OPERA NEWS - Paganini
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LEHÁR: Paganini

spacer K. Kaiser, Liebau; Todorovich, Zysset. Munich Radio Orchestra and Chorus, Schirmer. No libretto. CPO 777 699-2 (2)

Recordings Lehar Paganini Cover 815

There seems to be a revival of interest in Franz Lehár of late, with complete recordings of his operettas now appearing on CD and productions popping up throughout Germany and Austria. And why not? Perhaps he doesn’t quite rank alongside Richard Strauss or Arnold Schoenberg — to name two of his contemporaries — but it is easy to hear how his music pleased the crowds. Lehár was known as “the Puccini of Operetta,” and that title was well earned. Perhaps more than any other operetta composer of his era, he was able to reach surprising emotional depths with his music.

That quality is certainly on display in abundance in Paganini, the first of his famed collaborations with tenor Richard Tauber. Although not much of a hit at its premiere in Vienna in 1925 — without Tauber, due to scheduling conflicts — it had a second chance the following year, when Tauber starred in the first Berlin production. It turned out to be a triumph, launching Tauber and Lehár as a potent box-office team. In Tauber, Lehár had found his ideal interpreter. On the night of Paganini’s Berlin premiere, Lehár congratulated Tauber with tears in his eyes and thanked him for allowing him “to be artistically reborn in this moment.”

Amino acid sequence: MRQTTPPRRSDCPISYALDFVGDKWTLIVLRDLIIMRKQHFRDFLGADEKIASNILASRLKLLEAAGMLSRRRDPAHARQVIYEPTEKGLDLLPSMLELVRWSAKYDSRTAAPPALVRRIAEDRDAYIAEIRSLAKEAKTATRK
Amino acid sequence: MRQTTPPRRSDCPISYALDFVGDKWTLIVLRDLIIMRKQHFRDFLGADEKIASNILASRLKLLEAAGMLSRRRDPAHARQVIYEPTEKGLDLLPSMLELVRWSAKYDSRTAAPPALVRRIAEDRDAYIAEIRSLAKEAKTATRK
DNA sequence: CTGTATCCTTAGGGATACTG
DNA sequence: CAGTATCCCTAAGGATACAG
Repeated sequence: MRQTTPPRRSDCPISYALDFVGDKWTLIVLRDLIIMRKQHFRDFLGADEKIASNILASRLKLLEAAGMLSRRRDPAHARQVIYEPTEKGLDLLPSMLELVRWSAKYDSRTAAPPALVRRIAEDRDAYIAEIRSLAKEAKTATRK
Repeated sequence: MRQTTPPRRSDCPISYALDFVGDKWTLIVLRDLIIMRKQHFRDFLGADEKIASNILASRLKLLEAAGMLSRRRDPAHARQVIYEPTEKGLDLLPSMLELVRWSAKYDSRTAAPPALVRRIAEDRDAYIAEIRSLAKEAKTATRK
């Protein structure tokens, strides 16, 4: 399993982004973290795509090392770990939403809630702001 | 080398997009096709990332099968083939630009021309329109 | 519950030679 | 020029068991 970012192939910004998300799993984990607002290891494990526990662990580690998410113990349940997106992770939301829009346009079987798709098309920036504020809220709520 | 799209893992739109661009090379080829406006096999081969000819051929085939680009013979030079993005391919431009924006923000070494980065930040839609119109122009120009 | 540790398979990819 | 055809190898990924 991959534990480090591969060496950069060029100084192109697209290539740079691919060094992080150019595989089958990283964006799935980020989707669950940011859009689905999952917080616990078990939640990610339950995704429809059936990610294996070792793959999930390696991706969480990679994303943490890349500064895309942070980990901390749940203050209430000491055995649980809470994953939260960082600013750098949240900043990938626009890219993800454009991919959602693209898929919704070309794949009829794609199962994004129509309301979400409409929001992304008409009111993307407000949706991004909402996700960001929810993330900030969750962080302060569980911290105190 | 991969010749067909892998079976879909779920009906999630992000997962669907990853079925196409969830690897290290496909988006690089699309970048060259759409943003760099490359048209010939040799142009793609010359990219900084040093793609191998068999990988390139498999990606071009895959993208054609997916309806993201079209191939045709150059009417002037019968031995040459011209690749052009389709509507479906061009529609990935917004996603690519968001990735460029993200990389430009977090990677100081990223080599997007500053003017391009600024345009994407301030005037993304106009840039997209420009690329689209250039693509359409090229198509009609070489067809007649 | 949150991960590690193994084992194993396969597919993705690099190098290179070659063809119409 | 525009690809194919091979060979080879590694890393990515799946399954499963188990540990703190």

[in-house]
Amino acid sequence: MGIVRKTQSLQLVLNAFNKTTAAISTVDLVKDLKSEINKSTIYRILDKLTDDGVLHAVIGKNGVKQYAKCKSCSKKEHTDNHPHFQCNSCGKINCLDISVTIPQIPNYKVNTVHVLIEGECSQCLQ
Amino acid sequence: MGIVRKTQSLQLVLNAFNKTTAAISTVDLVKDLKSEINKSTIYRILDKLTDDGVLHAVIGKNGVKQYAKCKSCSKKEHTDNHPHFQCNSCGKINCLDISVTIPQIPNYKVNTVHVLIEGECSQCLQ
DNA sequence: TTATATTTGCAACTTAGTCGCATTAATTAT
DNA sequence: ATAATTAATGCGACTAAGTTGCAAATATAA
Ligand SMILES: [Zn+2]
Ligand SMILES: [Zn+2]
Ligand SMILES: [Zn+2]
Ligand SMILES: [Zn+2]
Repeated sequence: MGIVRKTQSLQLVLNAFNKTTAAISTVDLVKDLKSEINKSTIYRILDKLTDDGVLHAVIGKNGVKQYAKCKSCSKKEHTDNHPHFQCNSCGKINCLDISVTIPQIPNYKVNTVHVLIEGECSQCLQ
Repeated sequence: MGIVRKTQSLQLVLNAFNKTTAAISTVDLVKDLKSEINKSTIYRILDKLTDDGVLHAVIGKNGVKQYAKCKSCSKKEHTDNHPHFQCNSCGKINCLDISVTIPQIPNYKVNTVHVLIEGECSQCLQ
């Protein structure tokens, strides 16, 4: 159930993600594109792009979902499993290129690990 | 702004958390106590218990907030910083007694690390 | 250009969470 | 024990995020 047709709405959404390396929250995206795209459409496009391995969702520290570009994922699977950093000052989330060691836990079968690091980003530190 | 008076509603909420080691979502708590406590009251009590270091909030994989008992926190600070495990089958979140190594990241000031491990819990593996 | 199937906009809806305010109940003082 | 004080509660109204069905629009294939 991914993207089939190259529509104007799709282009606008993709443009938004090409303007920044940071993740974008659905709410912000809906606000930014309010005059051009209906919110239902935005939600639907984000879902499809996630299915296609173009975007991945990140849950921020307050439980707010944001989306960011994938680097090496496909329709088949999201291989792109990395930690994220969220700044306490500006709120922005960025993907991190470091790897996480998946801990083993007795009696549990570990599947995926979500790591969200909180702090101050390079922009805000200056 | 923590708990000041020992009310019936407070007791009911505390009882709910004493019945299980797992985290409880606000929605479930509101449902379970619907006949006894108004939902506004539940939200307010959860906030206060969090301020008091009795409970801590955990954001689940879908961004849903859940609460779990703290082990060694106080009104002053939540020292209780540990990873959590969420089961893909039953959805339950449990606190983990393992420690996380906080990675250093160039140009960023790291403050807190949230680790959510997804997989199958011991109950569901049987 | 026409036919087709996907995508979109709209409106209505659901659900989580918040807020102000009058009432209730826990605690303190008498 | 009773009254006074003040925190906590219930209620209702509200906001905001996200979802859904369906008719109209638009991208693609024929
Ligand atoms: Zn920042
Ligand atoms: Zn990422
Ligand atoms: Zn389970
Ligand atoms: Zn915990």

A highly fictionalized account of a romance between the great violinist and Anna Elisa, Princess of Lucca (the sister of Napoleon), Paganini is bathed in Lehár’s exquisitely romantic melodies — as well as the usual component of marches, waltzes and comic numbers. It remains as unabashedly appealing today as it was ninety years ago.

CPO’s complete two-disc recording, including the spoken dialogue, comes from a 2009 Münchner Rundfunk­orchester performance under the sure hand of conductor Ulf Schirmer. Zoran Todorovich, a Serbian heldentenor, may not possess Tauber’s magnificent tone, but he sings with plenty of brio and panache. His Princess, Kristiane Kaiser, is a full-voiced, elegant Mozartean. She sounds at home here, having already sung Lehár’s Friederike and Smetana’s Bartered Bride. The secondary comic leads, Martin Zysset and Eva Lieblau, are lighter in weight but just as firm of style. All of them handle the lengthy spoken dialogues (easily programmed out) with ease. It sounds like the singers are really enjoying themselves, and not at the expense of Lehár. They deliver their performances with conviction rather than camp.

Unfortunately, CPO includes no libretto. There is, however, a fairly detailed synopsis, plus an informative if clumsily translated historical essay by Stefan Frey. spacer


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